Organizers are getting tuned up in preparation for the launch of the Country Boom music festival, particularly in terms of parking and traffic.
Jon Holthaus, the event’s chief organizer, asked the La Crosse County Board’s Planning, Resources and Development Committee for revisions to the previously approved conditional-use permit.
One of the conditions in the CUP approved last fall called for festival organizers to conduct a traffic impact study prior to the event, which will be held July 13-14. The CUP was based on an initial estimate that foresaw crowds of 20,000 to 30,000 coming to the festival on the former Maple Grove Country Club grounds southeast of West Salem in the town of Hamilton.
Now that the acts have been lined up and ticket sales are underway, it appears that the traffic impact on area roads might be less than expected.
“It’s tough to say with these type of events,” Holthaus said of expected attendance, but his best guess is Country Boom this year will draw 10,000 to 12,000 per day.
Rather than do a traffic impact study ahead of the festival, Holthaus proposed to wait until the post-event critique is completed to see whether such an impact study would be needed.
Michael Horstman, a captain with the La Crosse County Sheriff’s Office, consulted with county highway commissioner Ron Chamberlain and they agreed that a traffic impact study wouldn’t be needed before the event. He noted in a letter to the committee that as of last Friday almost 3,600 tickets had been sold for each day of the festival and that at least 800 of those people will be camping.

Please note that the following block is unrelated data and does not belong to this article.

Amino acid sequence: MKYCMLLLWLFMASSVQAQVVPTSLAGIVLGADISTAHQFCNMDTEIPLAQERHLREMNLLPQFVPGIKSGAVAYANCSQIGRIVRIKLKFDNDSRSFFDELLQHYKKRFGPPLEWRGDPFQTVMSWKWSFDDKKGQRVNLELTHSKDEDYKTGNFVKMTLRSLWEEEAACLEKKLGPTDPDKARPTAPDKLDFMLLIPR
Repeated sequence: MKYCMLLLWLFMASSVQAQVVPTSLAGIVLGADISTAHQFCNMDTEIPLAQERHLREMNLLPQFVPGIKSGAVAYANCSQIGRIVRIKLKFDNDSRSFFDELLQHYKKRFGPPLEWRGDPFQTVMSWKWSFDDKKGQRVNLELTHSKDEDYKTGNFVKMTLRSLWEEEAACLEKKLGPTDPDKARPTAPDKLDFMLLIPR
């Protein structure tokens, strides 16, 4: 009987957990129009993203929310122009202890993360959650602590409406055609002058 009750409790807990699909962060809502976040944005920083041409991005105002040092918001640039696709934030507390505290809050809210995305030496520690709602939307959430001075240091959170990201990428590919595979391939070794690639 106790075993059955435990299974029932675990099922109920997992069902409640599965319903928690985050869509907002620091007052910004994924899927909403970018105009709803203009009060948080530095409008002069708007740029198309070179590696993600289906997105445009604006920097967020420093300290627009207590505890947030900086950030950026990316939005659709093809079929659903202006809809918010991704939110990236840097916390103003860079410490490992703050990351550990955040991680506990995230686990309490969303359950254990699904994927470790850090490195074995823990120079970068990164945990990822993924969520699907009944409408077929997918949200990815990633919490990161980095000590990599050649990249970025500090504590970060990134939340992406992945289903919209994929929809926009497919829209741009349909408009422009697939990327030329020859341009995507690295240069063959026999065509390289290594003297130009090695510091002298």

Holthaus also asked that the CUP be amended to designate up to 122 acres of land across Ceresa Drive to the south of the Maple Grove site for parking. Holthaus noted that while he is asking for the entire parcel to be approved for parking, only about 40 acres on the north side of the property would be used for parking this year.
Holthaus said that would provide parking for up to 3,000 cars. He noted that festival organizers are working with hotels and taverns to provide shuttles to the Country Boom grounds to ease pressure on traffic and parking, and to make it easier for music fans to get to and from the festival.
The property for the designated parking area, which is owned by Jim Shurson, was chosen because it is on the west side of Hwy. B, as is the festival site. That way, festival goers won’t have to cross the highway to get there.
Holthaus noted that a double fence on the north side of the parking area will be set up to ensure that people don’t stray into the neighborhood on Ceresa Drive. A fence also will be put up along Hwy. B to prevent people from interacting with traffic as they walk between the festival and the parking lot.
Horstman and Chamberlain also endorsed the proposed parking area.
The full committee voted unanimously in favor of the changes to the CUP, and now the matter goes to the full county board at its meeting May 17.
Monday’s committee proceedings were filmed for behind-the-scenes mini documentaries that are being made about what goes into organizing the event. They can be seen on the Country Boom Facebook page.
Country Boom artists
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